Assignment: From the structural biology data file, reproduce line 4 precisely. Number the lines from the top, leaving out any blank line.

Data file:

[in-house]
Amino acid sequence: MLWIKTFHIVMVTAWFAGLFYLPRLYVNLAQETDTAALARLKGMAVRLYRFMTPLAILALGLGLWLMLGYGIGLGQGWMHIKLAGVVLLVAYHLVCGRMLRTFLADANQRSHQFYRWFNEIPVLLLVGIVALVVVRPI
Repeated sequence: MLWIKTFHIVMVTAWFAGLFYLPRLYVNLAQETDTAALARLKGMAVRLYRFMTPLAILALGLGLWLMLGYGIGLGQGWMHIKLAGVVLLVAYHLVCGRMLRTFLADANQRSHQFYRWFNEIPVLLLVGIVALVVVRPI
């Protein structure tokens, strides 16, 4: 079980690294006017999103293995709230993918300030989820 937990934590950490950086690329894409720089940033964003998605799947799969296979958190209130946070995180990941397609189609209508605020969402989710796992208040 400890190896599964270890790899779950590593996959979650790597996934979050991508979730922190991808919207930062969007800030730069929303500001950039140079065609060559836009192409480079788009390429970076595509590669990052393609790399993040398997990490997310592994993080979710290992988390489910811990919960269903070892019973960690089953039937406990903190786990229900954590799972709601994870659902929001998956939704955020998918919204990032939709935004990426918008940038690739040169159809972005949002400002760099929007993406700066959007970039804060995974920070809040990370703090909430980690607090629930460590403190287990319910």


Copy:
């Protein structure tokens, strides 16, 4: 079980690294006017999103293995709230993918300030989820 937990934590950490950086690329894409720089940033964003998605799947799969296979958190209130946070995180990941397609189609209508605020969402989710796992208040 400890190896599964270890790899779950590593996959979650790597996934979050991508979730922190991808919207930062969007800030730069929303500001950039140079065609060559836009192409480079788009390429970076595509590669990052393609790399993040398997990490997310592994993080979710290992988390489910811990919960269903070892019973960690089953039937406990903190786990229900954590799972709601994870659902929001998956939704955020998918919204990032939709935004990426918008940038690739040169159809972005949002400002760099929007993406700066959007970039804060995974920070809040990370703090909430980690607090629930460590403190287990319910």